The first dispensaries have finally opened their doors in the nation’s capital, jump-starting a new MMJ market and representing a symbolic step forward for an industry that is still deemed illegal on a federal level.
Capital City Care launched yesterday in the eastern part of the downtown core, becoming the first dispensary to sell medical cannabis to registered patients under the city’s MMJ laws.
Takoma Wellness Center north of downtown opened today by appointment only, according to the dispensary’s owner, Rabbi Jeffrey Kahn. The third dispensary to receive a license – Metropolitan Wellness Center, located in the southeast part of downtown – posted on its Facebook page this morning that it is now officially open as well.
The opening of dispensaries in the nation’s capital – just miles from the main federal agencies that have been cracking down on MMJ operations in other states – highlights the irony of US medical marijuana policies and laws. The feds seem more out of touch with the rest of the nation on medical marijuana issues by the day, with polls showing overwhelming support for MMJ and, now, dispensaries opening in their backyard.
Washington DC joins a dozen other states that have active dispensaries. Several more states with medical cannabis laws – including Connecticut, Massachusetts, Nevada and New Hampshire – are gearing up to welcome dispensaries in the coming years, and more will likely legalize MMJ and dispensaries as well.
In terms of market size, Washington DC is tiny. Just nine patients have received cards from the Health Department, reflecting the extremely limited list of qualifying medical conditions and some initial delays with the city’s MMJ program. Sales will be small at first given the limited patient base. But they could eventually hit $1 million to $3 million once the program matures and more patients sign up, according to estimates in the Marijuana Business Factbook.
In other medical cannabis states, the first dispensaries that opened had lines around the block and packed appointment schedules. In Washington DC, however, the first dispensaries are handling just a handful of patients. Capital City Care, for instance, reportedly had just two customers yesterday, while Takoma Wellness had one scheduled appointment for today.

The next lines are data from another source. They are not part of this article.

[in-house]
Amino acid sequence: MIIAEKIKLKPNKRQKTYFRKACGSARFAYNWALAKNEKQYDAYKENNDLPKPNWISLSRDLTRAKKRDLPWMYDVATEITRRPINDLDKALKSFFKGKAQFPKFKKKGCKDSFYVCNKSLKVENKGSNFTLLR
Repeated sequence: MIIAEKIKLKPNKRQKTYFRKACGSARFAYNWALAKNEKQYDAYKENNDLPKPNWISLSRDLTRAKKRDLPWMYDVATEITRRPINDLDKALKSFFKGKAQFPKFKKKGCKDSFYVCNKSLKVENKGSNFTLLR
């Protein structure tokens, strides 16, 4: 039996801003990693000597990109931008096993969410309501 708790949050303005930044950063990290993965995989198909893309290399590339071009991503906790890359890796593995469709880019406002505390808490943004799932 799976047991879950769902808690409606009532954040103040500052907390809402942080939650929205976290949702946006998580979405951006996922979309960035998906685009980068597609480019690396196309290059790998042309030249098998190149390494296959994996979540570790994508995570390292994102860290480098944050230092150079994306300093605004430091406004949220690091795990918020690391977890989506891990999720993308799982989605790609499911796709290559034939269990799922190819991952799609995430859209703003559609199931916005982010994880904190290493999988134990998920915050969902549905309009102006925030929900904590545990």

“We hope that since this is actually happening now, people will begin to apply” for patient cards, Kahn of Takoma Wellness said. “Our regulating agency, the DC Department of Health, promises to process applications quickly. Docs are just starting to write recommendations.”
Patients have to register with a particular dispensary, and at this point it appears that the nine who have cards so far are evenly divided between the first three centers.
“That is pretty much what we have expected all along,” Kahn said. “So nine isn’t scary for our first week’s total registration. We’ve been waiting a really long time for No. 1. If the city registers nine a week for a while, we will be thrilled. As the number of registering doctors and qualifying conditions increases, the program will continue to grow. We have always expected a small start.”
Medical marijuana supporters have been eagerly anticipating this day for years. Local voters first passed a medical marijuana legalization bill back in 1998, but Congress put the law on ice until 2009. The city then passed new regulations in 2010. Dispensaries hoped to open shortly thereafter, but numerous delays and roadblocks pushed out the timeframe.
The city’s law allows for up to five dispensaries (for-profit or nonprofit) and 10 cultivation sites. Just one grow operation is open at this time, meaning the first dispensaries are all selling the same strains